For me mothering is a non-stop, learn-as-I-go adventure with no one to call for help. My mom died when she was 59. I was 32 and it would be another six years before my daughter Skye was born. I wish they had met.
I remember once sitting on my mom’s lap with my hands wrapped in hers—she looked down and said, “Oh God. These are my mother’s hands.” I didn’t understand the tone of her voice at the time. It was almost a mixture of matter-of-fact sorrow, resignation, and exhaustion. Nearly forty year later I finally understood—completely—as I stood flipping a pancake and there she was--her hand—holding my spatula.
My own reflection even surprises me these days. Sometimes I will pass a window and I will have to do a double take because I think my mom is staring back at me. It makes me laugh.
I am sad sometimes that my mom never got to meet my daughter, but I realize now that her hands have. It’s my mother’s hands I see holding Skye’s hand, or face, or brushing her hair. Folding her granddaughter’s clothes even; it makes me smile.
Mom died with typical regrets of not being a “better mother” no matter how much I would try to convince her otherwise. She did crazy little things that made me feel special. She sewed a box full of Barbie clothes, let me “run away” (to the basement), take apart my bed and put it on the floor, and leave my room a holy mess as long as I shut the door. She also taught me to finger paint on the glass top table, to bake, and how to enjoy summers on the patio.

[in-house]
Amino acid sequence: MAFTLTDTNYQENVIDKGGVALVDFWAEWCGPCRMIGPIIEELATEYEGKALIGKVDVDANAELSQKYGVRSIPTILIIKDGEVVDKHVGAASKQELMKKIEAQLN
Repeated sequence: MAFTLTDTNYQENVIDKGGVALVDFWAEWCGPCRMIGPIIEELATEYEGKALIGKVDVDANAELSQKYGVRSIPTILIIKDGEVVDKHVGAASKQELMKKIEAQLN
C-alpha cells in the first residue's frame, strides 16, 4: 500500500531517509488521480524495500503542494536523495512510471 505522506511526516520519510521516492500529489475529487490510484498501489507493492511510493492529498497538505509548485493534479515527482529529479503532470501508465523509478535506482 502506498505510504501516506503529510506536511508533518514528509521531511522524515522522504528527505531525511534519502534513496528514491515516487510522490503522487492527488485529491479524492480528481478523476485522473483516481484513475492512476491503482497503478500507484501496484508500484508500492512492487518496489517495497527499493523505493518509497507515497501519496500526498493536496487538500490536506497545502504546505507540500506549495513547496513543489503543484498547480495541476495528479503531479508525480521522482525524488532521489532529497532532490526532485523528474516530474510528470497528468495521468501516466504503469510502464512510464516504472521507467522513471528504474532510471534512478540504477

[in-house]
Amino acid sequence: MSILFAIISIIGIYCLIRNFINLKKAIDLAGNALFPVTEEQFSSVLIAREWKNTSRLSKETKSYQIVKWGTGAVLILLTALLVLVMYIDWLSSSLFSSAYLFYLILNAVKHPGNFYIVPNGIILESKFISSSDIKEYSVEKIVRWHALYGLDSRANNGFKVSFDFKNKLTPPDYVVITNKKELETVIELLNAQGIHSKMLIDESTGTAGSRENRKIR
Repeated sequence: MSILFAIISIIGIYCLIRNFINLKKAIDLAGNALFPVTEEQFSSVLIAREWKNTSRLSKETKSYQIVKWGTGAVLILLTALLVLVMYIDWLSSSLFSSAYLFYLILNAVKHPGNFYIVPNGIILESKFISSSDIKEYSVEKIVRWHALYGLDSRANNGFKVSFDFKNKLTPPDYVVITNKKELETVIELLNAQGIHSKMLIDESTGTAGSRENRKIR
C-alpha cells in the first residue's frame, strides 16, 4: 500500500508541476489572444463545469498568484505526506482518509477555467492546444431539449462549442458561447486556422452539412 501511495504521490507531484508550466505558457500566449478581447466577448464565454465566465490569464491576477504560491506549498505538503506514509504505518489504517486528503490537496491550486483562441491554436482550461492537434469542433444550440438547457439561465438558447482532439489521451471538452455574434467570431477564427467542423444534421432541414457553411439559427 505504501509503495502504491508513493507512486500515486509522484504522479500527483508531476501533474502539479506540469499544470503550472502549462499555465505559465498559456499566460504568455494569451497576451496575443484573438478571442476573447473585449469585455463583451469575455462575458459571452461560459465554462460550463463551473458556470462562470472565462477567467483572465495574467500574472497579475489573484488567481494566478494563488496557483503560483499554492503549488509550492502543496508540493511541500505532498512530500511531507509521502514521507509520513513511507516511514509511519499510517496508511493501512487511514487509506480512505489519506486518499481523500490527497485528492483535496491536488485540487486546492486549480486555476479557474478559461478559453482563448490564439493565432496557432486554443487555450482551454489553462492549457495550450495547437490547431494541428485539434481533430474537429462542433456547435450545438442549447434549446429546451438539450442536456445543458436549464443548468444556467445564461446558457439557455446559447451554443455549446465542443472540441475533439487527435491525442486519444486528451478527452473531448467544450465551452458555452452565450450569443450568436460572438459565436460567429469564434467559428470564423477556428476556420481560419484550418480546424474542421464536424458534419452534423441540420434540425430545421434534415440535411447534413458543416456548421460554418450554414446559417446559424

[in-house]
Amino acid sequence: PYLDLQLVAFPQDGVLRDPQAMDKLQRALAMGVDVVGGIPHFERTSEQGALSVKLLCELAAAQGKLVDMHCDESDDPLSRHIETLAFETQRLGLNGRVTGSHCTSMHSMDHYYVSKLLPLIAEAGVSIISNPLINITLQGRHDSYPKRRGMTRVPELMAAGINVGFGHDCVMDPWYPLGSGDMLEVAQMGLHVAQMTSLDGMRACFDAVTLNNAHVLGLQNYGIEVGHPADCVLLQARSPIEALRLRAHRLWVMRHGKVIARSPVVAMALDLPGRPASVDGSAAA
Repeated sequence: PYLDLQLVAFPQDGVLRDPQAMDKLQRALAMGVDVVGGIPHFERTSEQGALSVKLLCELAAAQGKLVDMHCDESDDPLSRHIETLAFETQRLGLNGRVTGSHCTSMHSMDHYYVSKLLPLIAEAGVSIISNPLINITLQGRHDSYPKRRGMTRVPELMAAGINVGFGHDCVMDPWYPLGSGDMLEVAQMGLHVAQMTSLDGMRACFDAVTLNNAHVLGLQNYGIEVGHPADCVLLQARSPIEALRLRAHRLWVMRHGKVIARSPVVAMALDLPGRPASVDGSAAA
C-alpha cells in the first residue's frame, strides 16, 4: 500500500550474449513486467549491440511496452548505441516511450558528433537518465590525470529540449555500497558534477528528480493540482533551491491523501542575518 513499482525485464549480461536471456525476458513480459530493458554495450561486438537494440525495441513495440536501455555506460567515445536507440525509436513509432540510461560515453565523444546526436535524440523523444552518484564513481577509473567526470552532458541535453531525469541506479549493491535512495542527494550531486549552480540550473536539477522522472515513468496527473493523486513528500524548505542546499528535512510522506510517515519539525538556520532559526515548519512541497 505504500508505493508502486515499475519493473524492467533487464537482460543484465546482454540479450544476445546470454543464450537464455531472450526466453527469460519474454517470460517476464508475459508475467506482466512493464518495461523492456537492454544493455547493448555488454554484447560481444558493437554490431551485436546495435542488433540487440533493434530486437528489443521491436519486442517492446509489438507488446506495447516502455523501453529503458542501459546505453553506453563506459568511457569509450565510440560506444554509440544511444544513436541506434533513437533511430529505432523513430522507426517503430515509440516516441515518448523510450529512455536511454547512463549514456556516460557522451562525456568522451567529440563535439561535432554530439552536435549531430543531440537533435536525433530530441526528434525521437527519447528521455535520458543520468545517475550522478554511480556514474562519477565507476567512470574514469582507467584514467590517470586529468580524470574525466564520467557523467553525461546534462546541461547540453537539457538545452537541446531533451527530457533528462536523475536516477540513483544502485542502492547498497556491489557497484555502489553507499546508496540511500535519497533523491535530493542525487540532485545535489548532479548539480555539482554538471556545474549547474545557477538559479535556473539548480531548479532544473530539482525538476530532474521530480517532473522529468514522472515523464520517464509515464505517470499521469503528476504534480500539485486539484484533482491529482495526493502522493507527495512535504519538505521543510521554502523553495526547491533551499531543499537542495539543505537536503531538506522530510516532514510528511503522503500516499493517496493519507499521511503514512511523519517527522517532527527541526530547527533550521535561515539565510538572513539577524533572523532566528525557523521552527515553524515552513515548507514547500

I’m sorry Mom, but you aren’t remembered for putting me through college, although you did, or for the arguments we had during high school, or for any of those harsh words we may have spoken to each other. You will always be remembered as the woman who set up her own mother’s ancient sewing machine to make teeny tiny jackets, skirts, and dresses for my Barbie. It is all these little things that happened in the course of the days that are my lasting memories of “motherhood”.
Sometimes I even have a dream with my mom in it, and I get to watch her with her granddaughter; her face looks like the mom I had when I was ten—before grey hair, before cancer, before regrets.
As I hold my daughter’s hand I know my mom is here—I see it in my hands. She gets to be a part of Skye’s life by proxy. My hair is now turning grey, and I make mistakes, and Skye’s room is a holy mess, but I try not to have regrets. Thirty years from now, when my daughter notices her hands have started to look like mine, I pray she knows just as I have come to understand, that she has four generations of good hands holding her, guiding her, and loving her—always.
This article originally appeared on May 7, 2013 on The Brown Falcon and each year near Mother's Day it needs to be revisited by me, so here it is :-)